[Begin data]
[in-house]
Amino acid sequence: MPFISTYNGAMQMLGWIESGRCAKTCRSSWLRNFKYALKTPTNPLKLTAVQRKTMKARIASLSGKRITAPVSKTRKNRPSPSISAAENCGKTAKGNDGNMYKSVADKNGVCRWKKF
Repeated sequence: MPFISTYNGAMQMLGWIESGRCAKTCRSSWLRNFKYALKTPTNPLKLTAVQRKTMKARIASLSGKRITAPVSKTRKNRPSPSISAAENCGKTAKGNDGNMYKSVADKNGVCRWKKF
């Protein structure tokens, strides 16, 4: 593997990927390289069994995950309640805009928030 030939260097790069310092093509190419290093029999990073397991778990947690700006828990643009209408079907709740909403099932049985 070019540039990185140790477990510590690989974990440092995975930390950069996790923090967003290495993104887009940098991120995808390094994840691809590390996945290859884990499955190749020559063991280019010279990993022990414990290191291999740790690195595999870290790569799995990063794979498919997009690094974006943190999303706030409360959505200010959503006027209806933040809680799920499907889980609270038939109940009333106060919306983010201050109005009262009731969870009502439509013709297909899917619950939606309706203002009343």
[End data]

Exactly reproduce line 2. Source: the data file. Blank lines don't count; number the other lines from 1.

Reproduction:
Amino acid sequence: MPFISTYNGAMQMLGWIESGRCAKTCRSSWLRNFKYALKTPTNPLKLTAVQRKTMKARIASLSGKRITAPVSKTRKNRPSPSISAAENCGKTAKGNDGNMYKSVADKNGVCRWKKF